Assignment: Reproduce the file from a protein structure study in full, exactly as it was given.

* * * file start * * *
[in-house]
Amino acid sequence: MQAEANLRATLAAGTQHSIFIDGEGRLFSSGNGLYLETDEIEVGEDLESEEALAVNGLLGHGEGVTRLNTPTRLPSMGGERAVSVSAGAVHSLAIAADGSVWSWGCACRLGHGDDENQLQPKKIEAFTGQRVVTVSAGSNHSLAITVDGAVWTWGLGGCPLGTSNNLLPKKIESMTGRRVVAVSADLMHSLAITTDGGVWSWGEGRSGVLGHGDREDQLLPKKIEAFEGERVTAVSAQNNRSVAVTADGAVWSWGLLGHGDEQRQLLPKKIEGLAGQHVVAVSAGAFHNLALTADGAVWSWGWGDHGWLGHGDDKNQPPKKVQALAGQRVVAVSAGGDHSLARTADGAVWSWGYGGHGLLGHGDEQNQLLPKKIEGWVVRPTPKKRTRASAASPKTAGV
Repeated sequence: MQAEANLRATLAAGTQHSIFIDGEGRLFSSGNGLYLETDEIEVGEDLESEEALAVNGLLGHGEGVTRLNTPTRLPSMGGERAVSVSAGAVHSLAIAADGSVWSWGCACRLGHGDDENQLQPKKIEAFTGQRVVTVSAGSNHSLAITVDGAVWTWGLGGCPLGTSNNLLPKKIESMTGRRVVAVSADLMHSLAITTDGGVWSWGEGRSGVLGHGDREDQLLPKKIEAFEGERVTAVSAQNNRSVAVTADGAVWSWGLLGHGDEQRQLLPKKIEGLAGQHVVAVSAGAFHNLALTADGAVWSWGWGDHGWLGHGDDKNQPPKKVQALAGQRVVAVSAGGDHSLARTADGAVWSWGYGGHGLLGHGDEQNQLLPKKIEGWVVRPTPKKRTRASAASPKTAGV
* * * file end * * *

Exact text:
[in-house]
Amino acid sequence: MQAEANLRATLAAGTQHSIFIDGEGRLFSSGNGLYLETDEIEVGEDLESEEALAVNGLLGHGEGVTRLNTPTRLPSMGGERAVSVSAGAVHSLAIAADGSVWSWGCACRLGHGDDENQLQPKKIEAFTGQRVVTVSAGSNHSLAITVDGAVWTWGLGGCPLGTSNNLLPKKIESMTGRRVVAVSADLMHSLAITTDGGVWSWGEGRSGVLGHGDREDQLLPKKIEAFEGERVTAVSAQNNRSVAVTADGAVWSWGLLGHGDEQRQLLPKKIEGLAGQHVVAVSAGAFHNLALTADGAVWSWGWGDHGWLGHGDDKNQPPKKVQALAGQRVVAVSAGGDHSLARTADGAVWSWGYGGHGLLGHGDEQNQLLPKKIEGWVVRPTPKKRTRASAASPKTAGV
Repeated sequence: MQAEANLRATLAAGTQHSIFIDGEGRLFSSGNGLYLETDEIEVGEDLESEEALAVNGLLGHGEGVTRLNTPTRLPSMGGERAVSVSAGAVHSLAIAADGSVWSWGCACRLGHGDDENQLQPKKIEAFTGQRVVTVSAGSNHSLAITVDGAVWTWGLGGCPLGTSNNLLPKKIESMTGRRVVAVSADLMHSLAITTDGGVWSWGEGRSGVLGHGDREDQLLPKKIEAFEGERVTAVSAQNNRSVAVTADGAVWSWGLLGHGDEQRQLLPKKIEGLAGQHVVAVSAGAFHNLALTADGAVWSWGWGDHGWLGHGDDKNQPPKKVQALAGQRVVAVSAGGDHSLARTADGAVWSWGYGGHGLLGHGDEQNQLLPKKIEGWVVRPTPKKRTRASAASPKTAGV